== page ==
Troll Hunter

Troll Hunter Review - Film Reviews

500 Days Of Film Reviews Troll Hunter And Finds A Gripping And Entertaining Mock-Documentary

Film footage has been discovered in Norway featuring a group of college students and their recorded interactions with a Troll Hunter. 

The footage has been painstakingly edited (in chronological order) and authenticated (so that we know it is all real) to enable us to piece together what exactly happened to the students before they disappeared. 

Because they have not been seen since.

Is It Any Good?

Having been little skeptical at the start, I found Troll Hunter to be a surprisingly enjoyable film.

You can hardly blame me for being unsure to begin with - this is, after all, a Norwegian mock-documentary about Troll Hunting. Really.

However, I have learned from my 500 Days Of Film Challenge that there is much more to film-life than indie rom coms! And this movie is no exception.

I had to buy Troll Hunter on DVD as it wasn't available on Amazon Instant Video or Netflix. I then chose to watch it in its original format with subtitles (patting myself on the back in the process for being all grown up as there was an option for English audio!).

I think my skepticism was both because of the film’s Troll subject matter (snigger) and also a result of the found footage format. The trouble for me is that, post post post Blair Witch, found footage has been done to death.

I was pleased to find that I really enjoyed the mock-documentary format - it didn’t feel forced or annoying. 

In addition, the Trolls themselves are pretty impressive and the way they are treated by the hunter is really interesting.

Of course, the tension is greatest before we see the Trolls. The ground shakes (causing some reviewers to liken the film to Jurassic Park) and the trees sway violently. The Trolls then roar and I moved closer to the edge of my seat.



Once you see the Trolls they do lose some of their impact - however, they still remain spectacular in stature - especially when compared to the tiny humans in their path.

While I was gripped by the film and enjoying the story, I found that the character I really cared about was Hans, the troll hunter.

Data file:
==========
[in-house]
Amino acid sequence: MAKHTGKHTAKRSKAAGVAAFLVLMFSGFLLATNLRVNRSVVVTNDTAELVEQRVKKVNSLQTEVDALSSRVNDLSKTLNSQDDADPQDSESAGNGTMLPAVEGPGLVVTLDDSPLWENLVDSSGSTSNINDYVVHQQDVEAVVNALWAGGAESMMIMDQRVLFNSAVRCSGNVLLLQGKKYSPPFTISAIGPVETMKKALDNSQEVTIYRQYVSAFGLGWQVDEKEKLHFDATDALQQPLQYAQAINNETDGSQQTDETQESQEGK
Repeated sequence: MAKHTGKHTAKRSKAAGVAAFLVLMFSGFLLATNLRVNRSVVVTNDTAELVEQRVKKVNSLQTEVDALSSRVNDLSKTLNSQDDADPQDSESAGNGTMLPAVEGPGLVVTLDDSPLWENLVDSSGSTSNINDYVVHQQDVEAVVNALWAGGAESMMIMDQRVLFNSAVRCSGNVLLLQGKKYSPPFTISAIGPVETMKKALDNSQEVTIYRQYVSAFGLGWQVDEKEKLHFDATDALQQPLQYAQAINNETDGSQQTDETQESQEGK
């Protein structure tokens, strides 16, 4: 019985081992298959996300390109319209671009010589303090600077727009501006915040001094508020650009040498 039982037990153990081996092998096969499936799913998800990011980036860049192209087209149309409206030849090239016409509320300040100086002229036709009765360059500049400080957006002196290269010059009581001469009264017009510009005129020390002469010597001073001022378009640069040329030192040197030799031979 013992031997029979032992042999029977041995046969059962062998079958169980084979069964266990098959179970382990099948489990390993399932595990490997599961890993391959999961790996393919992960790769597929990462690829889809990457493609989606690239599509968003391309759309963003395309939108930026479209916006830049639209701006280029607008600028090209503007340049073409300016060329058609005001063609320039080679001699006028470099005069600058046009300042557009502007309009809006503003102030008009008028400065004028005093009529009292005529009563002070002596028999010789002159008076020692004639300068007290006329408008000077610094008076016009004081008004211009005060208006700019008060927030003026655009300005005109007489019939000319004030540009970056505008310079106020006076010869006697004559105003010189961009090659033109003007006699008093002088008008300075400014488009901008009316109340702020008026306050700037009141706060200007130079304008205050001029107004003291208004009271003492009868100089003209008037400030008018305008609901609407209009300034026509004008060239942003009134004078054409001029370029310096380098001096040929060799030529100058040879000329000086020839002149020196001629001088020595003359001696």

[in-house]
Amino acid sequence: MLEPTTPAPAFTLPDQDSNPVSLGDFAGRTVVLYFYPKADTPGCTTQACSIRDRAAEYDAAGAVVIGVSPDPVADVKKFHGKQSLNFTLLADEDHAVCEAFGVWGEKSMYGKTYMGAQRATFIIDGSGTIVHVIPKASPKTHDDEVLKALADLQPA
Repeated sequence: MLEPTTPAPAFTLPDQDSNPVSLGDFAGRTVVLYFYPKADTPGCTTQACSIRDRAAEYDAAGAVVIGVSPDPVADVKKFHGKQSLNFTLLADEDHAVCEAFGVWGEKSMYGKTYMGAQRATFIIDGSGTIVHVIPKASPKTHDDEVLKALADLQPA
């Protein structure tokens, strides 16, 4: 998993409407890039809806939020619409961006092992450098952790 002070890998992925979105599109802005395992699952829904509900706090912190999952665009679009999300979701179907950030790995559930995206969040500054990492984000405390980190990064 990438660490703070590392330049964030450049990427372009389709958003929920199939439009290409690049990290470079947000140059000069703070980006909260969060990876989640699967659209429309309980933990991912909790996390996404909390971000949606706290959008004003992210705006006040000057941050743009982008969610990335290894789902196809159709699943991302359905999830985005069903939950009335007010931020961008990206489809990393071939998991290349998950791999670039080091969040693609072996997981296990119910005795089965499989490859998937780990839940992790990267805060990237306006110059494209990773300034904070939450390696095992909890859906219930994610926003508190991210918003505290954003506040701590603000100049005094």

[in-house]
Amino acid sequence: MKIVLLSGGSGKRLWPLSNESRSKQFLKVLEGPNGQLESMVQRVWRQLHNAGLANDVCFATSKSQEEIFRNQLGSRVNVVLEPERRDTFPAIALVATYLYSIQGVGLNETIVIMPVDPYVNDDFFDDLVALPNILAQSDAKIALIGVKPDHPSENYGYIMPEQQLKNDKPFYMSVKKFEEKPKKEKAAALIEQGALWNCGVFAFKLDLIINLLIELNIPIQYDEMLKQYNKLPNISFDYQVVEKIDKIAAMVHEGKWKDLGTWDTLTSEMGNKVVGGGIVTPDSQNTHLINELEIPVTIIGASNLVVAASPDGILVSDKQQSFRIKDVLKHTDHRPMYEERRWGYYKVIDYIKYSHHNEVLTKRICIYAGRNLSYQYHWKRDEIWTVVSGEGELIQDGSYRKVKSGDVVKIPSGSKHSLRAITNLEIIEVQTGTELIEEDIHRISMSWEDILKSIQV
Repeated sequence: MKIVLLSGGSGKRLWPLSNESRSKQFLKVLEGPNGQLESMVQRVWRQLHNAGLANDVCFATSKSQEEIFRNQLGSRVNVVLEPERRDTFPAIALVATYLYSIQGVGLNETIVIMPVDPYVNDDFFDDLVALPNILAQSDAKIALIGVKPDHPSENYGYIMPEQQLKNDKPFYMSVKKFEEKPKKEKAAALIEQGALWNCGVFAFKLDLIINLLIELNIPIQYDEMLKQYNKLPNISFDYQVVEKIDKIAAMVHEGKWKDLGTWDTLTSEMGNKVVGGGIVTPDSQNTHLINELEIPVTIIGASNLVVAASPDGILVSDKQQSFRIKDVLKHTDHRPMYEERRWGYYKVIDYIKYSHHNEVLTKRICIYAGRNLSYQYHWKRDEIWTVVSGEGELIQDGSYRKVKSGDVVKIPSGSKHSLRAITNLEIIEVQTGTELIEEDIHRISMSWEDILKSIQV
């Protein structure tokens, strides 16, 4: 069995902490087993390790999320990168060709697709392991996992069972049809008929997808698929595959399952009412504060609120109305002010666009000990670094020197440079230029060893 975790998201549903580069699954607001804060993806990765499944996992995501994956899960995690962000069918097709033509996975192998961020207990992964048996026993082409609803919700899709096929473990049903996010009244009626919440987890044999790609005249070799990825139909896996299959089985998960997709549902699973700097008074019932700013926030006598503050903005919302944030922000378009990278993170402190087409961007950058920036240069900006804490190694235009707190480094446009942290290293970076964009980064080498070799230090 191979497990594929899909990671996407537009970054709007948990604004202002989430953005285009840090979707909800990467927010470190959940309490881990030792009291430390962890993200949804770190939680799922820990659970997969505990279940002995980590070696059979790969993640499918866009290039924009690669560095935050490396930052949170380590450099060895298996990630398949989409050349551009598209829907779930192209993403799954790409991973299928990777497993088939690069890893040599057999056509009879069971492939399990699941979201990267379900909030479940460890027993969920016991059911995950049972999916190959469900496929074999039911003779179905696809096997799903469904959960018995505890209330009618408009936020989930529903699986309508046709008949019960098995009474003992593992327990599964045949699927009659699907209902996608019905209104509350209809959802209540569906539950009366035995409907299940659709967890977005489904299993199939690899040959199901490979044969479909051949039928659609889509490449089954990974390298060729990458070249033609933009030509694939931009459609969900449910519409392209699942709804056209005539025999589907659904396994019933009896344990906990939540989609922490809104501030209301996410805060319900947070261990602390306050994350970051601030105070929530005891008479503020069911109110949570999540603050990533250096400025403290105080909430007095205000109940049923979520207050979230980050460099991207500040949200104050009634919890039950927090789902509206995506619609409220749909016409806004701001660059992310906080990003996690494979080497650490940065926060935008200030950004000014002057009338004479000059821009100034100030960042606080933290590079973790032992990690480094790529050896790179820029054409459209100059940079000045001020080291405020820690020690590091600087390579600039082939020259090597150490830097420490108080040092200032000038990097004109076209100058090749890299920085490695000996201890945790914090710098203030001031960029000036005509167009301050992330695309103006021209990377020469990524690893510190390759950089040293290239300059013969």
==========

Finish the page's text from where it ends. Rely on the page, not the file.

Otto Jespersen plays his role superbly. He is fed up with his job and views the trolls merely as animals who need to stay within their own territory or risk being hunted down.  

He rolls his eyes at the naive filmmakers as they mix fairy tale with the grisly task at hand.

However, lots of what we and the students know about trolls does seem to be based on fact. For example, they can smell the blood of a christian and they will explode or turn to stone in direct sunlight.

I really appreciated the way Troll Hunter dealt with the extermination of the trolls. It is not viewed as a sport but more an unfortunate, unavoidable, safety precaution.

All in all a very enjoyable watch! 

Random Observations

Having watched Troll Hunter I was interested as to why this film has been rated 15 by the BBFC. It just didn’t seem to warrant the higher rating to me. 

I duly went to the BBFC website and discovered that the rating was given because the movie features sequences of sustained intense threat. 12A films are allowed to have moderate physical or psychological threat but any disturbing sequences should not be frequent or sustained. It all makes perfect sense now!

For more information about BBFC ratings, just click here.

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Jane Douglas-Jones
Jane Douglas-Jones



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